The Russian missile attack at the Kramatorsk railway station, which killed at least 50 people, including five children, is the most horrifying atrocity in a week that has brought news of many others. It’s hard to believe that Moscow’s armed forces were unaware that the station was full of civilians fleeing an expected Russian attack in eastern Ukraine – as the Kyiv government had requested. It will fuel suspicions that Russia is targeting civilians to sow fear and crush resistance after the setbacks its army has suffered in six weeks of war. If so, that’s a decision that can only be made higher up in the chain of command.
To be clear, Russia does not have a monopoly on alleged war crimes. A video posted online this week seemed to show up Ukrainian soldiers execute captured Russian troops. However, Kiev’s response was not a blanket denial, but a promise to investigate. She must do this and ensure that justice is enforced.
In contrast, the response of Moscow officials and media to the attack on Kramatorsk followed a pattern of obfuscation, denial and outright fiction. The Russian Defense Ministry first said it used high-precision missiles to hit three train stations in the Donbass, which it said housed “weapons and military equipment belonging to the Ukrainian reserves”. When the scale of civilian casualties became clear, the ministry denied being behind an attack and said only Ukrainian forces had used this type of missile. Russia TV began reporting that Ukrainian troops had attacked the station because President Volodymyr Zelenskyy did not want residents from the east to leave Kramatorsk.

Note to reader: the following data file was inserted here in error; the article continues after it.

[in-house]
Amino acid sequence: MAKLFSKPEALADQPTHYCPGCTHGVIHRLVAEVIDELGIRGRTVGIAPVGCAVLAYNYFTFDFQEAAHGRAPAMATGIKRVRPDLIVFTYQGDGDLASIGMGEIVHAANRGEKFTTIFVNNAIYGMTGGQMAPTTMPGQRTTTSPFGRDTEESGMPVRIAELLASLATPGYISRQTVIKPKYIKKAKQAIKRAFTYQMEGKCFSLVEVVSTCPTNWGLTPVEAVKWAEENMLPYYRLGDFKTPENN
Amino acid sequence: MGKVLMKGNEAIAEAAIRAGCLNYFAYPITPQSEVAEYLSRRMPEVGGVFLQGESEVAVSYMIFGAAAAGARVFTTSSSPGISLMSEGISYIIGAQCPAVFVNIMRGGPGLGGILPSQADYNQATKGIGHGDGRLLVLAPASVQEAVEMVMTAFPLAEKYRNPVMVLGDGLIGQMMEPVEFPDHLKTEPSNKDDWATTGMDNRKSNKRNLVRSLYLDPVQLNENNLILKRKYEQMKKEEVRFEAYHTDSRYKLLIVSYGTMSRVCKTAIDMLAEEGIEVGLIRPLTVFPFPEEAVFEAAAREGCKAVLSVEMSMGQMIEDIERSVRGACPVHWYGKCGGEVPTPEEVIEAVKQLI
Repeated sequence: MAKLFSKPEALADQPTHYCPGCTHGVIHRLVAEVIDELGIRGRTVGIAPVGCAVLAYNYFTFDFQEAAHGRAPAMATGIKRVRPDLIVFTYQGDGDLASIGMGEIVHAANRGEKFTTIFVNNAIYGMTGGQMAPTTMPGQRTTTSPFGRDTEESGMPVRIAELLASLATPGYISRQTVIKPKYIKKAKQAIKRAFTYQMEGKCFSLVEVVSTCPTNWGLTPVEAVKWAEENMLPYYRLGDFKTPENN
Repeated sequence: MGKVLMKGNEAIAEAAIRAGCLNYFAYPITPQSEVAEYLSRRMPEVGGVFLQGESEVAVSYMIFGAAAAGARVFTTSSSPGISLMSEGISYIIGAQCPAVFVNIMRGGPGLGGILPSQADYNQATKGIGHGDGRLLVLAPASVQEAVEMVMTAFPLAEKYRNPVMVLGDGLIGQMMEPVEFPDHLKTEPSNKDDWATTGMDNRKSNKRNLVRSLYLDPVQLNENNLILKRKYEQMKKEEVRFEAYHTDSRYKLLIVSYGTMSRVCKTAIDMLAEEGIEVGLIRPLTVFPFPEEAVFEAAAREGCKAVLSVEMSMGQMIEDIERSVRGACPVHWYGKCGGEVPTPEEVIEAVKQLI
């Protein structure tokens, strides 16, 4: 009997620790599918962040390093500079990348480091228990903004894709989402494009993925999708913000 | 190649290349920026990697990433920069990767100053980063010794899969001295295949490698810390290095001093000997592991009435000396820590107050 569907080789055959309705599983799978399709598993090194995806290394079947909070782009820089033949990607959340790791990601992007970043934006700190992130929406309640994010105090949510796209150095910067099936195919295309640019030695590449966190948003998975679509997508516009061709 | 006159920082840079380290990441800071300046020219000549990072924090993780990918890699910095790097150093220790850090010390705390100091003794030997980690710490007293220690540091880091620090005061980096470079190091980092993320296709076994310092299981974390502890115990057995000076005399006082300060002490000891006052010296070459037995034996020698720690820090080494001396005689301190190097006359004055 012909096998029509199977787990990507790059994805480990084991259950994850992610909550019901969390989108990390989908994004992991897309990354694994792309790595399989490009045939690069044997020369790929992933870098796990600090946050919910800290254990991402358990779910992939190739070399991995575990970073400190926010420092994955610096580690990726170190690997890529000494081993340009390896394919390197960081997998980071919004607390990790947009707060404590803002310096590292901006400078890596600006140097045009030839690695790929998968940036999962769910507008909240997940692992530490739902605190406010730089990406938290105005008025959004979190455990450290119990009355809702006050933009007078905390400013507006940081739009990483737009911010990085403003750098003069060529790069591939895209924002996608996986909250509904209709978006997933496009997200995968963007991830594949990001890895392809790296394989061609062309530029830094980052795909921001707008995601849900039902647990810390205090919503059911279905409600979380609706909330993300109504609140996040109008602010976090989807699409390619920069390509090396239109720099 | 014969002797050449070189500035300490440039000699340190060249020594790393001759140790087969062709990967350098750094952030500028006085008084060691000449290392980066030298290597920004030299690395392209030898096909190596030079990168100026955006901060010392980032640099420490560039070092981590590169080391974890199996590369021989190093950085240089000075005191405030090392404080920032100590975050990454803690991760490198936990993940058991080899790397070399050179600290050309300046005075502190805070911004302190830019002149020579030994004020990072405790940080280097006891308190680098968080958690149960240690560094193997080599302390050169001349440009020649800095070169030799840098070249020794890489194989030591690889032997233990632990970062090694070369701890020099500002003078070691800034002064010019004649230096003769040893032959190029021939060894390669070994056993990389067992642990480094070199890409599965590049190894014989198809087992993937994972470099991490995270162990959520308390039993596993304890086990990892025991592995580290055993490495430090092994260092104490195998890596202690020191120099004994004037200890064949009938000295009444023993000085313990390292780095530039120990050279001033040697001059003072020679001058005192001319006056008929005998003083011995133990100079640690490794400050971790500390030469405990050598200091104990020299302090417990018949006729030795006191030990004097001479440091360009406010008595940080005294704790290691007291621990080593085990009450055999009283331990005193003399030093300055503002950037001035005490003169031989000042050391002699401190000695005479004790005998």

The different versions gave the conflicting stories that Russia was trying to distance itself from an older crime – the 2014 downing of Malaysia Airlines flight MH17 over eastern Ukraine that killed 298 people. And as reports surfaced this week Mass murders in Buchanear Kyiv, Russian television variously explained to viewers that the deaths were the result of accidental or premeditated actions by Ukrainian forces and that NATO staged the incident – using actors and corpses from elsewhere – to frame a massacre on Russia.
Multiple conflicting untruths may reflect a rush to come up with a plausible alternative narrative — but Moscow propagandists also seem to use them as a strategy to confuse and confuse. The corrosive effect of relentless media propaganda, which portrays the war as a just fight against a “Nazi”-led Ukraine, can be seen in polls. Russian polls that found four-fifths of Russians supported Putin’s invasion may be skewed by the fact that it took place in wartime under a repressive regime. But a survey designed specifically for that correct for such factors still suggested that more than half were in favour.
Western democracies rightly respond to Russia’s alleged war crimes by collecting evidence of potential future courts. You tightened economic sanctions this week after the revelations of the Bucha massacre – the EU and others are doing it Blocking of Russian coal importsand the US is tightening sanctions Russian banks and blocking of new investments in Russia. NATO has now promised heavier weapons to Ukraine to help repel a new attack on Donbass.
However, the insidious action of Russia counteracts this media propaganda is also crucial to Western efforts to limit the Kremlin’s ability to sustain its war. That means doing everything – through government, media and civil society initiatives – to combat Moscow’s malicious disinformation and convey the truth to the Russian people. If not, increasing untruths could serve to justify worsening atrocities.
https://www.ft.com/content/03e61e87-de96-4111-ae1e-42bc85687b54 The horror of the attack on Kramatorsk Station